Howard Dean's messiah complex.

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APRIL 24, 2006

Howard Dean's messiah complex.

Last year, a major Democratic donor from the 2004 presidential
campaign received a call from some operatives at Howard Dean's
Democratic National Committee (DNC). Dean was coming to town in a
few days, they told him, and they wanted to schedule a meeting.
Political fund-raisers normally make such calls a month in advance,
and so the seat-of-the-pants approach didn't go over well. "You
can't call me the week before and say, `Hey ... we'll be there
Monday, want to hang out?'" says the donor. "They had all these
fucking hippies. ... These are people that are great to raise a
few$500 checks, plan a party at a nightclub. But they're not the folks
you need to give you [the resources] to do the things you want to
do."

Up until recently, the DNC was the last place you'd expect to find
such amateurism. Dean's immediate predecessor, Terry McAuliffe,
learned his craft from legendary House Democratic moneyman Tony
Coelho in the 1980s, then went on to become "the greatest
fund-raiser in the history of the universe," as Al Gore has
claimed. McAuliffe once grappled with a 280-pound gator to seal a
contribution from a Florida Indian tribe; he has passed many a
"three-brunch, three-lunch day," as The Washington Post has put it,
frolicking among donors. Not surprisingly, McAuliffe believed his
job as DNC chairman consisted mainly of one responsibility:
stockpiling money for the upcoming presidential election. And he
was fabulously successful at it. In 2004 alone, McAuliffe raised
roughly

$350 million, helping the DNC out-raise its GOP counterpart for the
first time ever.

But, of course, we all knew Howard Dean wasn't going to spend his
afternoons sipping Bloody Marys with the Diners Club set. In a
sense, that was exactly the point. This was a man who, after all,
based his insurgent presidential campaign on bashing the party's
Washington mandarins. What's so remarkable about Dean's brief
tenure at the DNC is not that he's stayed true to his populist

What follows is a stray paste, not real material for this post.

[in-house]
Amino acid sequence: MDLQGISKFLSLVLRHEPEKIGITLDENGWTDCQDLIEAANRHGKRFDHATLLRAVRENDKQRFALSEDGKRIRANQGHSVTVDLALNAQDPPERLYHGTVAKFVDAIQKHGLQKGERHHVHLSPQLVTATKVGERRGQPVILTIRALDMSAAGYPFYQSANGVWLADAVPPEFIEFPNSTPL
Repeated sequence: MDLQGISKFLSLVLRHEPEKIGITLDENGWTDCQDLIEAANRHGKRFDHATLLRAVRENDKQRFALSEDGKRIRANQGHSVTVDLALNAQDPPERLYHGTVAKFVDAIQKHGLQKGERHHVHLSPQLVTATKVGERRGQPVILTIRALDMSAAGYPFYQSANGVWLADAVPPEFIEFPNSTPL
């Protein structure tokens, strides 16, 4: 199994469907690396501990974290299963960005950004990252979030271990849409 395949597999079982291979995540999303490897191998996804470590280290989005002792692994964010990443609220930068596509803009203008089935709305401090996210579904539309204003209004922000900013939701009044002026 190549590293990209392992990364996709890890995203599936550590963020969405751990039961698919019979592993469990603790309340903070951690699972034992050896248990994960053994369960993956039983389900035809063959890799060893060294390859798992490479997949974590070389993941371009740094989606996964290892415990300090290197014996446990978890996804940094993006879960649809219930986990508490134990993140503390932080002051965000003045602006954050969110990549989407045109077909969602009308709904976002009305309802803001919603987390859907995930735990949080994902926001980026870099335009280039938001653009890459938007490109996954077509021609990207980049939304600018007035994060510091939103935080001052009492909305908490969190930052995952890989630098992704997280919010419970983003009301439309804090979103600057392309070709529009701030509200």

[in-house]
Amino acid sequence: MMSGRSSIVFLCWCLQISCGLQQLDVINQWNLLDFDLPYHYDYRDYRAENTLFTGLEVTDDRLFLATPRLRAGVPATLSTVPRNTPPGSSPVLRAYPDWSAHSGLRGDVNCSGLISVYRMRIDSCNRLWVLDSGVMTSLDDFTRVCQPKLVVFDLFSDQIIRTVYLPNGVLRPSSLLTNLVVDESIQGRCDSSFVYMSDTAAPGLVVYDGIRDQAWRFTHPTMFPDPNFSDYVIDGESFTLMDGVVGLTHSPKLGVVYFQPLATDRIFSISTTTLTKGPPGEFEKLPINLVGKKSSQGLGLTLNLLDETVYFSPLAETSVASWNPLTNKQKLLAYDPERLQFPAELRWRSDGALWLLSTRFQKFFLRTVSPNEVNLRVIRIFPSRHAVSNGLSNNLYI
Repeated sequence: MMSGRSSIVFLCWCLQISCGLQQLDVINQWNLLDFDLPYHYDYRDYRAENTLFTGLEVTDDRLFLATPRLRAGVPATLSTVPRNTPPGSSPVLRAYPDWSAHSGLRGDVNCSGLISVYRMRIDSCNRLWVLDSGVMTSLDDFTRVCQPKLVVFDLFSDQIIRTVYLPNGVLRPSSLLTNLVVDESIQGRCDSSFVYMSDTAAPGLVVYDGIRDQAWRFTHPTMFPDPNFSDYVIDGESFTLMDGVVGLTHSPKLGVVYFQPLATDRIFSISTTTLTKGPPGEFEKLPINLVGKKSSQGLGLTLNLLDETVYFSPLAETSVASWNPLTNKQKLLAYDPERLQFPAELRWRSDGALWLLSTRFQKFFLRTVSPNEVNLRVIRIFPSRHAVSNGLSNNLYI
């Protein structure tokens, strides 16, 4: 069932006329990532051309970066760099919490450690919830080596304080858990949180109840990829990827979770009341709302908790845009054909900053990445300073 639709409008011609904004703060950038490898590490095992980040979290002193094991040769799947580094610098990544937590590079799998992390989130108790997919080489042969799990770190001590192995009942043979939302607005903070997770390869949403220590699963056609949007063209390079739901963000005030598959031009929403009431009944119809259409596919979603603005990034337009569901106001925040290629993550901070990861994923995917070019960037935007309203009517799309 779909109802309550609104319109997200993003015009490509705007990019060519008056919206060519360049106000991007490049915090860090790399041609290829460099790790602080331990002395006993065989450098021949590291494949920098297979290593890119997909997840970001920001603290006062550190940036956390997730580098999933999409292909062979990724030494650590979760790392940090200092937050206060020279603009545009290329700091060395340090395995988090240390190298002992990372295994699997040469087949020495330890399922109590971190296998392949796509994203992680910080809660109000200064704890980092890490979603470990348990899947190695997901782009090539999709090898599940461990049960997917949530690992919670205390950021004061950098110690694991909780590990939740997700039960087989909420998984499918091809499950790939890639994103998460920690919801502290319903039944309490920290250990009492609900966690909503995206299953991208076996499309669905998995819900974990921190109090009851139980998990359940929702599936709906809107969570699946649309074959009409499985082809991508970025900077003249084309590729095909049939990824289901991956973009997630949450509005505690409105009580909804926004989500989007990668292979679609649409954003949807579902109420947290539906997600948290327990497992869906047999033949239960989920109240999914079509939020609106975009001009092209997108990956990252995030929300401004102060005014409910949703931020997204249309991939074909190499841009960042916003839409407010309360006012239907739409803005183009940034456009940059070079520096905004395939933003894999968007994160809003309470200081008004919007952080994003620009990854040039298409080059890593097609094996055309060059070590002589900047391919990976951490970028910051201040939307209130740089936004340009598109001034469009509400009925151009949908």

roots. It's that he's actually turned the most insider institution
in all of Democratic politics into a weapon in his battle against
the party establishment.

Symbolic of Dean's early efforts to remake the DNC was a man named
Lindsay Lewis. Lewis had spent most of the 1990s as a fund-raiser
for Dick Gephardt before eventually signing on as a midlevel Dean
staffer in 2003. After Dean dropped out of the Democratic
primaries, he hired Lewis to oversee fundraising for his grassroots
organization, Democracy for America. "There weren't a lot of people
dying to live in Burlington, Vermont, at that point in time," is how
one former Dean campaign official explains the hiring.

Dean sprung Lewis from Burlington to be the DNC's finance director
in early 2005. Not long after, Lewis and his team kicked off their
cultural revolution with a purge, sidelining key McAuliffe-era
staffers. "They didn't include a lot of the old gang ... in any
meetings, planning," says one former DNC official. "A lot of them
got frustrated and left." (Lewis says most staffers had decided to
leave before he arrived.)

But it quickly became clear that Lewis's staff had little clue about
how to court wealthy donors, which accounted for over

$100 million of McAuliffe's 2004 haul. "One day, I ran into one of
the people in finance--the high-dollar folks," says a McAuliffe
holdover not directly involved in raising money. "I said, `How's it
going?' They said, `We've got a lot of work to do to teach these
people about grassroots fund- raising.' I said, `You're in
[high-dollar work]. What are you talking about?' It was the
disconnect of a young kid who didn't understand the business." Some
major donors also became disenchanted. "I don't think [Lewis] had
the right staff in place at the time to move the agenda forward,"
says Chris Korge, the granddaddy of Florida donors.

A big part of the problem is Dean himself. Unlike McAuliffe, Dean
had little entree into the world of big-time Democratic donors when
he took over as chairman; most of the money he had raised for his
presidential campaign had come from small, online contributions.
Culturally, too, Dean remains the antithesis of a Washington
eminence. He still resides in Vermont, and, unlike McAuliffe, who